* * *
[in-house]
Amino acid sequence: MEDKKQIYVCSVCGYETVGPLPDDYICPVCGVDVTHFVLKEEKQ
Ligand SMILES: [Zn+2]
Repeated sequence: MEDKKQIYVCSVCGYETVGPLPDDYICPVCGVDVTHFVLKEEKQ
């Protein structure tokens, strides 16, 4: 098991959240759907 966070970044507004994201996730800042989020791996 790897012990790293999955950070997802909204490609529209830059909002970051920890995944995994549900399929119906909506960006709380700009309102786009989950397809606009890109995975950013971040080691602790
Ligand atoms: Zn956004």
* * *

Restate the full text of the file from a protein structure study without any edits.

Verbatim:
[in-house]
Amino acid sequence: MEDKKQIYVCSVCGYETVGPLPDDYICPVCGVDVTHFVLKEEKQ
Ligand SMILES: [Zn+2]
Repeated sequence: MEDKKQIYVCSVCGYETVGPLPDDYICPVCGVDVTHFVLKEEKQ
């Protein structure tokens, strides 16, 4: 098991959240759907 966070970044507004994201996730800042989020791996 790897012990790293999955950070997802909204490609529209830059909002970051920890995944995994549900399929119906909506960006709380700009309102786009989950397809606009890109995975950013971040080691602790
Ligand atoms: Zn956004």